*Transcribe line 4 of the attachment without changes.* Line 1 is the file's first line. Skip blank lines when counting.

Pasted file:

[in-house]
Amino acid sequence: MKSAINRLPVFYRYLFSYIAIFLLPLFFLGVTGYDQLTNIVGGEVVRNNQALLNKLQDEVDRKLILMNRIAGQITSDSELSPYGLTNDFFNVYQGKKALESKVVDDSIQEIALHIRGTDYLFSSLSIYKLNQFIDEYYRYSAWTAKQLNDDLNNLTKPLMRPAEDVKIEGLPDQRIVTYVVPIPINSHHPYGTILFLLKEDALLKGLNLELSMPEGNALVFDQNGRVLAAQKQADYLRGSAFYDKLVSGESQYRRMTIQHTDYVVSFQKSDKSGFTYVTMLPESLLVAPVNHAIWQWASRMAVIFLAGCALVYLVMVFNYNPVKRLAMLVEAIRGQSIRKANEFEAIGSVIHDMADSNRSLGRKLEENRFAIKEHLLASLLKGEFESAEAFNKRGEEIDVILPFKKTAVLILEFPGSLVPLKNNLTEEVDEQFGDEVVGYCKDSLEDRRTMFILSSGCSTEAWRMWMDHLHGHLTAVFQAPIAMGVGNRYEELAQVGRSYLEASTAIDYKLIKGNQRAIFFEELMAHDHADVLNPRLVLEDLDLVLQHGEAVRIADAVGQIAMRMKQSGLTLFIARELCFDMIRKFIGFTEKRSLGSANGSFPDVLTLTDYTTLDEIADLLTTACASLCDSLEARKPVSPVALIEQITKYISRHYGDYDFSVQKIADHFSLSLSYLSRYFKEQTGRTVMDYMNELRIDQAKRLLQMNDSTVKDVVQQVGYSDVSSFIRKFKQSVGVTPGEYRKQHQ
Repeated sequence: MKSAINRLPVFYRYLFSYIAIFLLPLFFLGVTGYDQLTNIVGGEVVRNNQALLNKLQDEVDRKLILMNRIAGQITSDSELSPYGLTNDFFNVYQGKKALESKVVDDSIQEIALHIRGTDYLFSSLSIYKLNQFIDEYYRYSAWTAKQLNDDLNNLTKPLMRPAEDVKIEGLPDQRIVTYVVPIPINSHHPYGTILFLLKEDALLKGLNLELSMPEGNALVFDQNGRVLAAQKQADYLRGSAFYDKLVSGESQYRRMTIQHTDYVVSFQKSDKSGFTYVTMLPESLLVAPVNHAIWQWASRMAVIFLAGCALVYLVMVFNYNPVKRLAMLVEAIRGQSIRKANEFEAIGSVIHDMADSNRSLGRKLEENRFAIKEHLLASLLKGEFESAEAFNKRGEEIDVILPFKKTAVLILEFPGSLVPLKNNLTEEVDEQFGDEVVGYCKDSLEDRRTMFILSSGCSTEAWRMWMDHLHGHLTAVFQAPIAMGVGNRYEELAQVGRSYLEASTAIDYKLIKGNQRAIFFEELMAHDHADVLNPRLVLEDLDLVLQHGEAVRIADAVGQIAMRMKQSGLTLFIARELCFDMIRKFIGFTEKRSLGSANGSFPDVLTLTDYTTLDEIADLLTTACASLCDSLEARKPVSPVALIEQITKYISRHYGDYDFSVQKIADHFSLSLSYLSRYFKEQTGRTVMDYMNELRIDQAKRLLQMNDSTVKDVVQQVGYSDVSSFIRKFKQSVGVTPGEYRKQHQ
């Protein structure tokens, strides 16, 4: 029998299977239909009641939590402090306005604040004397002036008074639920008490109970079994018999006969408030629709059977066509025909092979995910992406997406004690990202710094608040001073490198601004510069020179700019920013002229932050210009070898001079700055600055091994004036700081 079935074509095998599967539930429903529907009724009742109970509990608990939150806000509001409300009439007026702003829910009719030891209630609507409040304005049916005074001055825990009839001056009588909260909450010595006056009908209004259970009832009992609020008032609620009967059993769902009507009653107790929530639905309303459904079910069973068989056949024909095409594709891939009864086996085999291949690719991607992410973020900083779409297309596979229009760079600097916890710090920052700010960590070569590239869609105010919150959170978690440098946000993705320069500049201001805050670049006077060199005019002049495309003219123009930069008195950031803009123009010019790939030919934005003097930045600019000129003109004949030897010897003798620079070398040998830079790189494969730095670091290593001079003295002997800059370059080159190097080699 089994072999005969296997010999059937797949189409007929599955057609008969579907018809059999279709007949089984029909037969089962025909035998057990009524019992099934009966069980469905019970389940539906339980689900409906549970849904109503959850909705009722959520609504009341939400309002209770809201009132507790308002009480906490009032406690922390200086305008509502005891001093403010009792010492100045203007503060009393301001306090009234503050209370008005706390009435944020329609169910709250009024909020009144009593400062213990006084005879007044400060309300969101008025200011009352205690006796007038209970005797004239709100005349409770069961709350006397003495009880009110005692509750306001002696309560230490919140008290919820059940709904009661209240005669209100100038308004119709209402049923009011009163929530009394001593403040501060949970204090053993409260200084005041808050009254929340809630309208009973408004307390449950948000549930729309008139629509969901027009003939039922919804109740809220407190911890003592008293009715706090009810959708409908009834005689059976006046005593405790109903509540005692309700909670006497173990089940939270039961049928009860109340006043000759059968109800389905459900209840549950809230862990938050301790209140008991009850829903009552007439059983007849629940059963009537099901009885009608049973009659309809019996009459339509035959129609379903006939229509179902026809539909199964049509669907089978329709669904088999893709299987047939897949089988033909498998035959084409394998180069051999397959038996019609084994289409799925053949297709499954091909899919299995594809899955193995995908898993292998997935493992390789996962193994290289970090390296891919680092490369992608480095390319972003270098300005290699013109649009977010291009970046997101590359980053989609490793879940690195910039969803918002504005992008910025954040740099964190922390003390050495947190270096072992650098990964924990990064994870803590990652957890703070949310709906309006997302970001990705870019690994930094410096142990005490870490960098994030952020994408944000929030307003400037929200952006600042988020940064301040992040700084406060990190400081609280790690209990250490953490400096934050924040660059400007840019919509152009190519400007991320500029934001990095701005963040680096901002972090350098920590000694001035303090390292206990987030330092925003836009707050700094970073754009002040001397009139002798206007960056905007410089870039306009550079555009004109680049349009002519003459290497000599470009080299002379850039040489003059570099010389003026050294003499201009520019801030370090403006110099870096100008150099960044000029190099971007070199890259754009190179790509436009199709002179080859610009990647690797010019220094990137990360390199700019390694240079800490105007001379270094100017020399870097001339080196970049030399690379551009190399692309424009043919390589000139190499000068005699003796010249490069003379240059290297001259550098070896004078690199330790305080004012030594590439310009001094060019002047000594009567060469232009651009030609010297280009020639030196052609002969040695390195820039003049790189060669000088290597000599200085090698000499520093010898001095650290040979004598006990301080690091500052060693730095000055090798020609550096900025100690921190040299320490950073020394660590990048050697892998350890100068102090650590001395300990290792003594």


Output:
């Protein structure tokens, strides 16, 4: 029998299977239909009641939590402090306005604040004397002036008074639920008490109970079994018999006969408030629709059977066509025909092979995910992406997406004690990202710094608040001073490198601004510069020179700019920013002229932050210009070898001079700055600055091994004036700081 079935074509095998599967539930429903529907009724009742109970509990608990939150806000509001409300009439007026702003829910009719030891209630609507409040304005049916005074001055825990009839001056009588909260909450010595006056009908209004259970009832009992609020008032609620009967059993769902009507009653107790929530639905309303459904079910069973068989056949024909095409594709891939009864086996085999291949690719991607992410973020900083779409297309596979229009760079600097916890710090920052700010960590070569590239869609105010919150959170978690440098946000993705320069500049201001805050670049006077060199005019002049495309003219123009930069008195950031803009123009010019790939030919934005003097930045600019000129003109004949030897010897003798620079070398040998830079790189494969730095670091290593001079003295002997800059370059080159190097080699 089994072999005969296997010999059937797949189409007929599955057609008969579907018809059999279709007949089984029909037969089962025909035998057990009524019992099934009966069980469905019970389940539906339980689900409906549970849904109503959850909705009722959520609504009341939400309002209770809201009132507790308002009480906490009032406690922390200086305008509502005891001093403010009792010492100045203007503060009393301001306090009234503050209370008005706390009435944020329609169910709250009024909020009144009593400062213990006084005879007044400060309300969101008025200011009352205690006796007038209970005797004239709100005349409770069961709350006397003495009880009110005692509750306001002696309560230490919140008290919820059940709904009661209240005669209100100038308004119709209402049923009011009163929530009394001593403040501060949970204090053993409260200084005041808050009254929340809630309208009973408004307390449950948000549930729309008139629509969901027009003939039922919804109740809220407190911890003592008293009715706090009810959708409908009834005689059976006046005593405790109903509540005692309700909670006497173990089940939270039961049928009860109340006043000759059968109800389905459900209840549950809230862990938050301790209140008991009850829903009552007439059983007849629940059963009537099901009885009608049973009659309809019996009459339509035959129609379903006939229509179902026809539909199964049509669907089978329709669904088999893709299987047939897949089988033909498998035959084409394998180069051999397959038996019609084994289409799925053949297709499954091909899919299995594809899955193995995908898993292998997935493992390789996962193994290289970090390296891919680092490369992608480095390319972003270098300005290699013109649009977010291009970046997101590359980053989609490793879940690195910039969803918002504005992008910025954040740099964190922390003390050495947190270096072992650098990964924990990064994870803590990652957890703070949310709906309006997302970001990705870019690994930094410096142990005490870490960098994030952020994408944000929030307003400037929200952006600042988020940064301040992040700084406060990190400081609280790690209990250490953490400096934050924040660059400007840019919509152009190519400007991320500029934001990095701005963040680096901002972090350098920590000694001035303090390292206990987030330092925003836009707050700094970073754009002040001397009139002798206007960056905007410089870039306009550079555009004109680049349009002519003459290497000599470009080299002379850039040489003059570099010389003026050294003499201009520019801030370090403006110099870096100008150099960044000029190099971007070199890259754009190179790509436009199709002179080859610009990647690797010019220094990137990360390199700019390694240079800490105007001379270094100017020399870097001339080196970049030399690379551009190399692309424009043919390589000139190499000068005699003796010249490069003379240059290297001259550098070896004078690199330790305080004012030594590439310009001094060019002047000594009567060469232009651009030609010297280009020639030196052609002969040695390195820039003049790189060669000088290597000599200085090698000499520093010898001095650290040979004598006990301080690091500052060693730095000055090798020609550096900025100690921190040299320490950073020394660590990048050697892998350890100068102090650590001395300990290792003594």